But we had policies and procdedures in place!!!
Data loss fiascoes always come with the yap "the established policies weren't followed" or "oh gee, the policies were followed but they didn't work."
Everybody with an IQ over, say, 65, knows perfectly well that written policies aren't good for much of anything except bum wipe. If your IT systems don't actively enforce those policies, they aren't even good for that fundamental purpose. (Yes, the pun is intentional. Mea culpa, mea maxima culpa.)
Management mandarins have a touching faith in the efficacy of written policies and consistently forget that the sinful masses always take the easy way out. If a policy stands in the way of convenience, too bad for the policy!
They're just like the Bolsheviks in NuLabour who, in their drive to create the New British Wo/Man (a la the Russian Bolsheviks' New Soviet Man), have passed innumerable laws against behavior and thought contrary to their ideals. Oddly enough, the crime rate goes up, the crimes become more horrific, the police squander their energies imposing draconian penalties on trivial offenses, and the government demands another round of laws against whatever is today's flavor of antisocial behavior.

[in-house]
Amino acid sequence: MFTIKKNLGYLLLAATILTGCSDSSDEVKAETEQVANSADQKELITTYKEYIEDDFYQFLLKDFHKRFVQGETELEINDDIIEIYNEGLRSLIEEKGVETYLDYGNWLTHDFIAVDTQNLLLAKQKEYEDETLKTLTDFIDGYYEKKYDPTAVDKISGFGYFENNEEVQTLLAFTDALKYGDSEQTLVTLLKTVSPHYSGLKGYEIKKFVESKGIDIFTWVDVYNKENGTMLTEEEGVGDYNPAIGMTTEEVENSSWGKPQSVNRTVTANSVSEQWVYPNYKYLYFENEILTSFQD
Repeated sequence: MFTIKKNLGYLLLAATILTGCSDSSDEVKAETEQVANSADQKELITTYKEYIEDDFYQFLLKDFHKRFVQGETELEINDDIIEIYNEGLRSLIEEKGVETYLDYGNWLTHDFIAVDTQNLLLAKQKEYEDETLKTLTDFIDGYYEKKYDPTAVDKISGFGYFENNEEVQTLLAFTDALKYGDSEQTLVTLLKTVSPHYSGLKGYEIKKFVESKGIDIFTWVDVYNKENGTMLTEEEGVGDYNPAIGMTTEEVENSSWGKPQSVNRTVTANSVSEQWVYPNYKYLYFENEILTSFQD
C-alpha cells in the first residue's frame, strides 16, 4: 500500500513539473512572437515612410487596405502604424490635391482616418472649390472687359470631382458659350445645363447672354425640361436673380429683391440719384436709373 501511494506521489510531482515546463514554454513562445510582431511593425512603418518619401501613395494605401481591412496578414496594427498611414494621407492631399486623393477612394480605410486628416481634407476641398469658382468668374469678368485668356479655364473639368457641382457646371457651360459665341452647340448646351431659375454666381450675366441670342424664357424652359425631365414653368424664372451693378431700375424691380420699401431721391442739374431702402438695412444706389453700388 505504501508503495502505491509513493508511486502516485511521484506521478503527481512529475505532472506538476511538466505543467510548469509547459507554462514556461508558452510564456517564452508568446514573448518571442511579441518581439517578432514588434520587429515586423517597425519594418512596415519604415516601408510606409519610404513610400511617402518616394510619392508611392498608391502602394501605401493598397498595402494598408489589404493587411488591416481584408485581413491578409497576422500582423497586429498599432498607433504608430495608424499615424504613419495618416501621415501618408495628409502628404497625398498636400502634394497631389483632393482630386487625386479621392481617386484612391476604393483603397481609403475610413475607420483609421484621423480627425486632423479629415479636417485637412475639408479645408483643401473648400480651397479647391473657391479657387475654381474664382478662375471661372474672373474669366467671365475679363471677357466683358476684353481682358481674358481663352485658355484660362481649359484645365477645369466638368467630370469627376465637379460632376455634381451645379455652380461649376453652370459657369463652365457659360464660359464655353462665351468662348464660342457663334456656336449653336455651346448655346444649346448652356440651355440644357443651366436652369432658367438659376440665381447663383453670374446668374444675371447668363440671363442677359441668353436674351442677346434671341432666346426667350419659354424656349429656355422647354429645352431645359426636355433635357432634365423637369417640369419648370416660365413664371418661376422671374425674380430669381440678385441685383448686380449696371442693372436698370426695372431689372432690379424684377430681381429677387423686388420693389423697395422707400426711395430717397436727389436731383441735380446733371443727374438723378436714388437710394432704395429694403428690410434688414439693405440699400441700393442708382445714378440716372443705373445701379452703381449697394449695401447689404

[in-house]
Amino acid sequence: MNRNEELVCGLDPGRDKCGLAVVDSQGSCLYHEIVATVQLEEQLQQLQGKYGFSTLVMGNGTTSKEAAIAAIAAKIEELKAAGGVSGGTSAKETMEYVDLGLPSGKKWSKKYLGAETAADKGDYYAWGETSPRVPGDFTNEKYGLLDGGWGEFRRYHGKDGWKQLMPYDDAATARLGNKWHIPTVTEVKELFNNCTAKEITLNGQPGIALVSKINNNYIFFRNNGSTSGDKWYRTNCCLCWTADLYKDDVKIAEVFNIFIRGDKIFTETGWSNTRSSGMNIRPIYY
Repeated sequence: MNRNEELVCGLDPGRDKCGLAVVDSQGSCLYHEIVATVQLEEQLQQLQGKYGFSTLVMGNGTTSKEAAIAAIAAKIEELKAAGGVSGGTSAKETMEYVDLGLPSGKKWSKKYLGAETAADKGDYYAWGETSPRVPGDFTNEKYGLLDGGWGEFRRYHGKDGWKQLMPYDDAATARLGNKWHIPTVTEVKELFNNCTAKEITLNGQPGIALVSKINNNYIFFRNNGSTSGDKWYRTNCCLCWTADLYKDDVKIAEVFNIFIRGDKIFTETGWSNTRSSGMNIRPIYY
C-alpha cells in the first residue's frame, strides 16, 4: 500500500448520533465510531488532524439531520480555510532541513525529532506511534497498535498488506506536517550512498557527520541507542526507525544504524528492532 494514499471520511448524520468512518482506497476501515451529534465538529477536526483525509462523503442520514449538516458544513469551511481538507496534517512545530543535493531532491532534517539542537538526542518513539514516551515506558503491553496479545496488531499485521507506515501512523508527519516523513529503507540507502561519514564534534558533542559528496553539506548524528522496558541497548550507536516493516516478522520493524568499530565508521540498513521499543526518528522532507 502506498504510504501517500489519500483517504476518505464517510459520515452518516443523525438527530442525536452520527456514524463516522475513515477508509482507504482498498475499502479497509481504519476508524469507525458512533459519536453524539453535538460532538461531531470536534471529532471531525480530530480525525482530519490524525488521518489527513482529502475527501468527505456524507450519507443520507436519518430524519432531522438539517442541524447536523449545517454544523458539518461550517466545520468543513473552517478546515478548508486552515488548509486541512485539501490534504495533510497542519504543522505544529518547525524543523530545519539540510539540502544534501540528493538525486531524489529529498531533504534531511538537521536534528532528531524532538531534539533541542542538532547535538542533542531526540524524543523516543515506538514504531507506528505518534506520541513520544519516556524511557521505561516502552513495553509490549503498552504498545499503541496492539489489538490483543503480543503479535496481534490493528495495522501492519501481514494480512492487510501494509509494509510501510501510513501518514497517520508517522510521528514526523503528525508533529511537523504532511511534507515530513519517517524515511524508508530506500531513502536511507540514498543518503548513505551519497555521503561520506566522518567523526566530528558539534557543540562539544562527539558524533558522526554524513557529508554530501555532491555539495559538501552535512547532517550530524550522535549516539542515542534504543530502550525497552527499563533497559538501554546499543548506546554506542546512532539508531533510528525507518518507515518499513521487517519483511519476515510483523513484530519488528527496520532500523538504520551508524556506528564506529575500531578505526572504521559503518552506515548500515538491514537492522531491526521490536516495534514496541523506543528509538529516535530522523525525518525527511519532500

Turning back to IT, prevention of data loss debacles requires that IT systems actively prevent confidential information from being held locally on PC's or being transcribed to CDs. I suspect the only effective way to achieve these goals is to go back to mainframes with dumb terminals.This kind of regimen also implies "no taking work home on your laptop." The proof of that assertion is left as an exercise for the reader.
The only cure may be to impose absolute liability on not only organizations, but also on their managers and directors, for any dataloss by their organization. Financial liability, at that, say to the tune of £10,000 per individual whose privacy has been compromised. It has to be vastly more expensive to allow data loss than to prevent it from happening in the first place; otherwise the beancounters will neuter any serious attempts to protect data confidentiality.
There's also the minor detail that the possibility of personal banktuptcy focusses the mind marvelously on the issues at hand.One might want to further heighten management angst about data loss by declaring anyone responsible (sensu latu) for such loss is forbidden to ever again work in a position of responsibility or authority.